Date Published: March 20, 2018
Publisher: Public Library of Science
Author(s): Kunal N. Karmali, Donald M. Lloyd-Jones, Joep van der Leeuw, David C. Goff, Salim Yusuf, Alberto Zanchetti, Paul Glasziou, Rodney Jackson, Mark Woodward, Anthony Rodgers, Bruce C. Neal, Eivind Berge, Koon Teo, Barry R. Davis, John Chalmers, Carl Pepine, Kazem Rahimi, Johan Sundström, Steven R. Steinhubl
Abstract: BackgroundClinical practice guidelines have traditionally recommended blood pressure treatment based primarily on blood pressure thresholds. In contrast, using predicted cardiovascular risk has been advocated as a more effective strategy to guide treatment decisions for cardiovascular disease (CVD) prevention. We aimed to compare outcomes from a blood pressure-lowering treatment strategy based on predicted cardiovascular risk with one based on systolic blood pressure (SBP) level.Methods and findingsWe used individual participant data from the Blood Pressure Lowering Treatment Trialists’ Collaboration (BPLTTC) from 1995 to 2013. Trials randomly assigned participants to either blood pressure-lowering drugs versus placebo or more intensive versus less intensive blood pressure-lowering regimens. We estimated 5-y risk of CVD events using a multivariable Weibull model previously developed in this dataset. We compared the two strategies at specific SBP thresholds and across the spectrum of risk and blood pressure levels studied in BPLTTC trials. The primary outcome was number of CVD events avoided per persons treated. We included data from 11 trials (47,872 participants). During a median of 4.0 y of follow-up, 3,566 participants (7.5%) experienced a major cardiovascular event. Areas under the curve comparing the two treatment strategies throughout the range of possible thresholds for CVD risk and SBP demonstrated that, on average, a greater number of CVD events would be avoided for a given number of persons treated with the CVD risk strategy compared with the SBP strategy (area under the curve 0.71 [95% confidence interval (CI) 0.70–0.72] for the CVD risk strategy versus 0.54 [95% CI 0.53–0.55] for the SBP strategy). Compared with treating everyone with SBP ≥ 150 mmHg, a CVD risk strategy would require treatment of 29% (95% CI 26%–31%) fewer persons to prevent the same number of events or would prevent 16% (95% CI 14%–18%) more events for the same number of persons treated. Compared with treating everyone with SBP ≥ 140 mmHg, a CVD risk strategy would require treatment of 3.8% (95% CI 12.5% fewer to 7.2% more) fewer persons to prevent the same number of events or would prevent 3.1% (95% CI 1.5%–5.0%) more events for the same number of persons treated, although the former estimate was not statistically significant. In subgroup analyses, the CVD risk strategy did not appear to be more beneficial than the SBP strategy in patients with diabetes mellitus or established CVD.ConclusionsA blood pressure-lowering treatment strategy based on predicted cardiovascular risk is more effective than one based on blood pressure levels alone across a range of thresholds. These results support using cardiovascular risk assessment to guide blood pressure treatment decision-making in moderate- to high-risk individuals, particularly for primary prevention.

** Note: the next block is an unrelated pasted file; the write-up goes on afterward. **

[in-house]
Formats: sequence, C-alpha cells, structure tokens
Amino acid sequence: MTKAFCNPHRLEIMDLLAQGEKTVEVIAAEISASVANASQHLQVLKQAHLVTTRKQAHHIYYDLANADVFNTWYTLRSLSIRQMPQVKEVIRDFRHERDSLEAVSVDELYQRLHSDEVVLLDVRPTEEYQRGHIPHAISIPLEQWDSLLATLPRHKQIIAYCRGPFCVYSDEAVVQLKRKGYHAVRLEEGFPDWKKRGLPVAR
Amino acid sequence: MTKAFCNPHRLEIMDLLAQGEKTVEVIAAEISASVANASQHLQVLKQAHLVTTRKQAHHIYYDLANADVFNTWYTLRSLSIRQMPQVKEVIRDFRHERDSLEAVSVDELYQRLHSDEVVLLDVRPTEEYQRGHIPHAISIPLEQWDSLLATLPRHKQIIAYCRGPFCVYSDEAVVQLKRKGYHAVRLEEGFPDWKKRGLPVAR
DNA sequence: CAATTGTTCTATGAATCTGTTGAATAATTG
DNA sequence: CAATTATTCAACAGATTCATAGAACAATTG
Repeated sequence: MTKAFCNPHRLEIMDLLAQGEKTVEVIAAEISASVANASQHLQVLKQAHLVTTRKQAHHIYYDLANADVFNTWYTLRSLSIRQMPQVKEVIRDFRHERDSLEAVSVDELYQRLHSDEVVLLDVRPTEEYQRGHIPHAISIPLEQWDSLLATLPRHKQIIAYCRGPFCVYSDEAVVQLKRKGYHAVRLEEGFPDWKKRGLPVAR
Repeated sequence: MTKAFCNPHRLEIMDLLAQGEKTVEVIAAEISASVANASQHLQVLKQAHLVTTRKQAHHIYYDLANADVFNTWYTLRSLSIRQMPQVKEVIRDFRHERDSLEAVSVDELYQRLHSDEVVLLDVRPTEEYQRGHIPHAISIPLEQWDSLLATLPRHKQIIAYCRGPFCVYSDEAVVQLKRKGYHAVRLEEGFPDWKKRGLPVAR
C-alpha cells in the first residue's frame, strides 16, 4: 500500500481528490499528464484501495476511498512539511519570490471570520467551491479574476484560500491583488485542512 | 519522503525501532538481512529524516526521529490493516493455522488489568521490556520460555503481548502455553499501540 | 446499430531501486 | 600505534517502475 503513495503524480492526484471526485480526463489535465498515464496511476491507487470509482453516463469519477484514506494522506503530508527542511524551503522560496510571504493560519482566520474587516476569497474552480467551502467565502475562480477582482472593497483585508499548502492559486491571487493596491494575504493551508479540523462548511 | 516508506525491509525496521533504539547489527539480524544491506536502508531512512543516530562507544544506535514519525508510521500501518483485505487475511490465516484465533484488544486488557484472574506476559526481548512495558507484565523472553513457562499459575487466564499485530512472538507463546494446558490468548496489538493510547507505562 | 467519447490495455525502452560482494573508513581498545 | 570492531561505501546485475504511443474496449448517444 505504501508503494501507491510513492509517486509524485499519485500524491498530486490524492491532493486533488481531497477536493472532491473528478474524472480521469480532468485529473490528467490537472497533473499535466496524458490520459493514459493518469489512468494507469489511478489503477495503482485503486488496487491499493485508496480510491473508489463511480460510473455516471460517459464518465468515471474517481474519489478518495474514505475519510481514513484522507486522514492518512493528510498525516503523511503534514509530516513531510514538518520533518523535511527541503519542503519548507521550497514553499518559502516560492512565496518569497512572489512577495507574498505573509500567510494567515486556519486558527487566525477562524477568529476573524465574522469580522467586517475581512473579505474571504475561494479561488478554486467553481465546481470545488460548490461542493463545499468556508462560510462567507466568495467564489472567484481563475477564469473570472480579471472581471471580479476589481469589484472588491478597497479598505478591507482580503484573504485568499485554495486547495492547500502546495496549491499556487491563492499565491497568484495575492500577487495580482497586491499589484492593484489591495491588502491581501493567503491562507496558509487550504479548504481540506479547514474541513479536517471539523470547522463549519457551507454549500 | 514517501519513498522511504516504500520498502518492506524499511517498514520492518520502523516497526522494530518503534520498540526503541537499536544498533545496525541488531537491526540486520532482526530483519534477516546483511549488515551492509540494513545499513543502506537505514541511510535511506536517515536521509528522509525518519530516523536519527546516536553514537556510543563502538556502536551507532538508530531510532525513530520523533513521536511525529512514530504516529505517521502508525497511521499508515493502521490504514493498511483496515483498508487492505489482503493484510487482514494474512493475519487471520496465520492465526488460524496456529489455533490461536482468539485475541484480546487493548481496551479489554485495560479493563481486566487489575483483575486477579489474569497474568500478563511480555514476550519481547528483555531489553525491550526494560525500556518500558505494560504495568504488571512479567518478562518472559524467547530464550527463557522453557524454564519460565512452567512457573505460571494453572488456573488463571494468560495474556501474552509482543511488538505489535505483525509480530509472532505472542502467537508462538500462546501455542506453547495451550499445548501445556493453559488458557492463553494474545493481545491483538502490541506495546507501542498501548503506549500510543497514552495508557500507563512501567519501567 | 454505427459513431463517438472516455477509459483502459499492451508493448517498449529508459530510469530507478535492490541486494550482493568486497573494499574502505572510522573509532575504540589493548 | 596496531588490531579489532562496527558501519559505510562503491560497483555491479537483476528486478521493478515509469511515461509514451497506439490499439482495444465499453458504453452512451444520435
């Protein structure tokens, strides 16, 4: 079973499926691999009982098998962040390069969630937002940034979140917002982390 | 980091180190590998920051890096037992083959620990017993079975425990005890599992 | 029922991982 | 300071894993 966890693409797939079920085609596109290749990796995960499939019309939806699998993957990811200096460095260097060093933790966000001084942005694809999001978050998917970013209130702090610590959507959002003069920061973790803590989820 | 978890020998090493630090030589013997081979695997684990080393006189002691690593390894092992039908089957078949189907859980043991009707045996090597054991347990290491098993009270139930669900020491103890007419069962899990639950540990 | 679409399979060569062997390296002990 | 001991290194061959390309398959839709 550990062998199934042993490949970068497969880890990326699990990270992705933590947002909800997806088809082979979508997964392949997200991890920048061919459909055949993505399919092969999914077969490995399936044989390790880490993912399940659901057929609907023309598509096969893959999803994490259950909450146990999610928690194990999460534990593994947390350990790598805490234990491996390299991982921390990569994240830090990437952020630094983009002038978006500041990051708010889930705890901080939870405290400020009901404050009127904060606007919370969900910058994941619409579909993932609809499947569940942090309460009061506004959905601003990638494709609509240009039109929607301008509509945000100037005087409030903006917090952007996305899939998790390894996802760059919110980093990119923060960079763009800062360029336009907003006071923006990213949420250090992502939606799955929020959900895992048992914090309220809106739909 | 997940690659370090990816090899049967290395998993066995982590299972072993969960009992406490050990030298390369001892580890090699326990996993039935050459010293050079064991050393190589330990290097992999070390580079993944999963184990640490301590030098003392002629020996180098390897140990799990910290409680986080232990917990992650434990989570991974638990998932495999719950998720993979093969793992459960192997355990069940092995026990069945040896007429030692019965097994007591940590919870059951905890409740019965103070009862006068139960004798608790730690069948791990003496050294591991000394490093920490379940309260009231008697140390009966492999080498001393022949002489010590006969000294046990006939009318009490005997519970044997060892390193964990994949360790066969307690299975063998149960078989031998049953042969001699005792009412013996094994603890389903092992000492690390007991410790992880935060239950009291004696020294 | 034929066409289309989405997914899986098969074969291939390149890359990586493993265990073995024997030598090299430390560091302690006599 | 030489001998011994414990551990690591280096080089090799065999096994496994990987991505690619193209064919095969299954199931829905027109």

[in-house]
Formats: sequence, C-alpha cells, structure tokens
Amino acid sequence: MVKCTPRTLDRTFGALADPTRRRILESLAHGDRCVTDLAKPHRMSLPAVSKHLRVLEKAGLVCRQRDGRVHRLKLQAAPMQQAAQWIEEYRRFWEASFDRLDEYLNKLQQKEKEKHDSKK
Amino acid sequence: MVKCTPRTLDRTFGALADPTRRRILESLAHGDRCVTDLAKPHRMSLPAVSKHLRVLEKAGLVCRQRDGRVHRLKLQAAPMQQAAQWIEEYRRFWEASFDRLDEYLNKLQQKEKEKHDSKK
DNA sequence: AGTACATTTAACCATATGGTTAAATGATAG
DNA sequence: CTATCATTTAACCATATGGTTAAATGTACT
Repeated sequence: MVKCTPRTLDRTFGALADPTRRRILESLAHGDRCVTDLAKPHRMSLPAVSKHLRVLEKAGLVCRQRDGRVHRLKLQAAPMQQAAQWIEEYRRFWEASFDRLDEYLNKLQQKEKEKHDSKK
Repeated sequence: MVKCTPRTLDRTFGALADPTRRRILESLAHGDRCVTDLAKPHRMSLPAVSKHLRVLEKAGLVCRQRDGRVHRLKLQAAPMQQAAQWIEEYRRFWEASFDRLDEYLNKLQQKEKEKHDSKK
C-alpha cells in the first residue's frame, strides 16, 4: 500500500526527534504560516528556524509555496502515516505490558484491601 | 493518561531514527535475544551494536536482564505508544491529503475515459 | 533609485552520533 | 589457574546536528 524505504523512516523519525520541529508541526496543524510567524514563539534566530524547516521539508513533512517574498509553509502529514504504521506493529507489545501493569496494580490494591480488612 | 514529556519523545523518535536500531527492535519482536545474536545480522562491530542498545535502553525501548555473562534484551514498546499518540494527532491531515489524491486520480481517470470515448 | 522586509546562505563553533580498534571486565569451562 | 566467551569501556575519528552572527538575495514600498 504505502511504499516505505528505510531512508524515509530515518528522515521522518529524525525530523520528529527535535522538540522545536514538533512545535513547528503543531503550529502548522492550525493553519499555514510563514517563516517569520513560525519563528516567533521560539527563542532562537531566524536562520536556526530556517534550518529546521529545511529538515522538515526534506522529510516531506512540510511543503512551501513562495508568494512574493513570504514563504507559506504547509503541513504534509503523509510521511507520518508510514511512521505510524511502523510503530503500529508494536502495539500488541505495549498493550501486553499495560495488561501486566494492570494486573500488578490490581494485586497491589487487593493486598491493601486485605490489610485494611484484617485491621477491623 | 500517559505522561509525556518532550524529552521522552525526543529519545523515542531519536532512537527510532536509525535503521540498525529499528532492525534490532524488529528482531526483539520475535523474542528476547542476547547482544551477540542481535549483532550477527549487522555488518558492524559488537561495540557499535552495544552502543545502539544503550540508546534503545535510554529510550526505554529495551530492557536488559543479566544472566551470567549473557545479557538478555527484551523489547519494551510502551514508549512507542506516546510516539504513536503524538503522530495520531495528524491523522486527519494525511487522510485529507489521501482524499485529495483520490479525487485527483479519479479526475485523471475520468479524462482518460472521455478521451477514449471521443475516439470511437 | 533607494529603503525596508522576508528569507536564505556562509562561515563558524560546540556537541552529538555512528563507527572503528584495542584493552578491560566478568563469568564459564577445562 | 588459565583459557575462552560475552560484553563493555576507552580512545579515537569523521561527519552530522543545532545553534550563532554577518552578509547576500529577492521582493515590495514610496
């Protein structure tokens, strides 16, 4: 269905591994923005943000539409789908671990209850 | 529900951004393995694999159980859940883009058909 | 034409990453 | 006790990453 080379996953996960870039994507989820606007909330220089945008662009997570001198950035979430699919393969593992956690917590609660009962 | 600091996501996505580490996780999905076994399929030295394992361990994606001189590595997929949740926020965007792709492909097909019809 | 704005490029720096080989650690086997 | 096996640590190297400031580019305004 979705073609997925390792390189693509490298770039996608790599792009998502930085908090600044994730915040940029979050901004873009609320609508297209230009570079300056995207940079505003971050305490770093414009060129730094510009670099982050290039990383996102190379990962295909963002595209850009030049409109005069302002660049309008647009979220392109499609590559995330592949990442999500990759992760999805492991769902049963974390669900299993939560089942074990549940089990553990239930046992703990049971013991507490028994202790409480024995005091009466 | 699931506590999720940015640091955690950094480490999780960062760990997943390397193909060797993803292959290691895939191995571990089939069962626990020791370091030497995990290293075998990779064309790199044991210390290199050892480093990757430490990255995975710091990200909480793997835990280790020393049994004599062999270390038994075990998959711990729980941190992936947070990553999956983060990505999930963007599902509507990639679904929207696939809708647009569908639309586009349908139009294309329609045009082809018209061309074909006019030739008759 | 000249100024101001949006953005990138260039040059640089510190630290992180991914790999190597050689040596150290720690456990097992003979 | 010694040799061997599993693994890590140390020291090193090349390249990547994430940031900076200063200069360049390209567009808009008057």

Partial Text: Clinical practice guidelines for hypertension treatment have traditionally relied primarily on blood pressure levels to guide use of blood pressure-lowering medications [1–4]. However, single risk factor levels, like blood pressure, incompletely capture risk. Furthermore, blood pressure-lowering medications provide a fairly consistent relative risk reduction across a range of blood pressure levels, leading to large variations in absolute benefit from blood pressure treatment observed among individuals [5–7].
This analysis followed a prespecified protocol that was presented to the BPLTTC Steering committee in April 2013.
This analysis of nearly 50,000 persons studied in clinical trials demonstrated that a blood pressure-lowering treatment strategy based on predicted CVD risk could prevent more events for the same number of persons treated compared with a strategy based on SBP levels. The benefit of the CVD risk strategy was particularly evident at higher SBP thresholds and for persons without prevalent CVD or diabetes mellitus.